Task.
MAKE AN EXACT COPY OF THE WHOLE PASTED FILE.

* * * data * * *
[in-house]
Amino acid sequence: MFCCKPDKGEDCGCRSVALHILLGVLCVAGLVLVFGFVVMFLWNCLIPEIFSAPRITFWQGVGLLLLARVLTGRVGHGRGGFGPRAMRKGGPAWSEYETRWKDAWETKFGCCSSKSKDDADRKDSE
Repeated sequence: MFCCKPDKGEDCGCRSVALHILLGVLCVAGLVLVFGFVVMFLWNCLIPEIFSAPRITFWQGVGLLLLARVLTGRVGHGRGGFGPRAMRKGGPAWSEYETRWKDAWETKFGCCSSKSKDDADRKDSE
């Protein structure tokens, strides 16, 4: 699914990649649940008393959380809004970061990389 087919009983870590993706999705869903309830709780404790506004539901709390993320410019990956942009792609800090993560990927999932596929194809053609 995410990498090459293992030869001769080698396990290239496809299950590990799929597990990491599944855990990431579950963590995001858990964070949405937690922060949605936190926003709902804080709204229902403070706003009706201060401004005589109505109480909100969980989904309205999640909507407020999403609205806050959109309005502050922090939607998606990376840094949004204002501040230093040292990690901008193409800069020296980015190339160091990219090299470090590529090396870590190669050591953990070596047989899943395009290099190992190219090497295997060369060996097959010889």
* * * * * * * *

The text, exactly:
[in-house]
Amino acid sequence: MFCCKPDKGEDCGCRSVALHILLGVLCVAGLVLVFGFVVMFLWNCLIPEIFSAPRITFWQGVGLLLLARVLTGRVGHGRGGFGPRAMRKGGPAWSEYETRWKDAWETKFGCCSSKSKDDADRKDSE
Repeated sequence: MFCCKPDKGEDCGCRSVALHILLGVLCVAGLVLVFGFVVMFLWNCLIPEIFSAPRITFWQGVGLLLLARVLTGRVGHGRGGFGPRAMRKGGPAWSEYETRWKDAWETKFGCCSSKSKDDADRKDSE
């Protein structure tokens, strides 16, 4: 699914990649649940008393959380809004970061990389 087919009983870590993706999705869903309830709780404790506004539901709390993320410019990956942009792609800090993560990927999932596929194809053609 995410990498090459293992030869001769080698396990290239496809299950590990799929597990990491599944855990990431579950963590995001858990964070949405937690922060949605936190926003709902804080709204229902403070706003009706201060401004005589109505109480909100969980989904309205999640909507407020999403609205806050959109309005502050922090939607998606990376840094949004204002501040230093040292990690901008193409800069020296980015190339160091990219090299470090590529090396870590190669050591953990070596047989899943395009290099190992190219090497295997060369060996097959010889």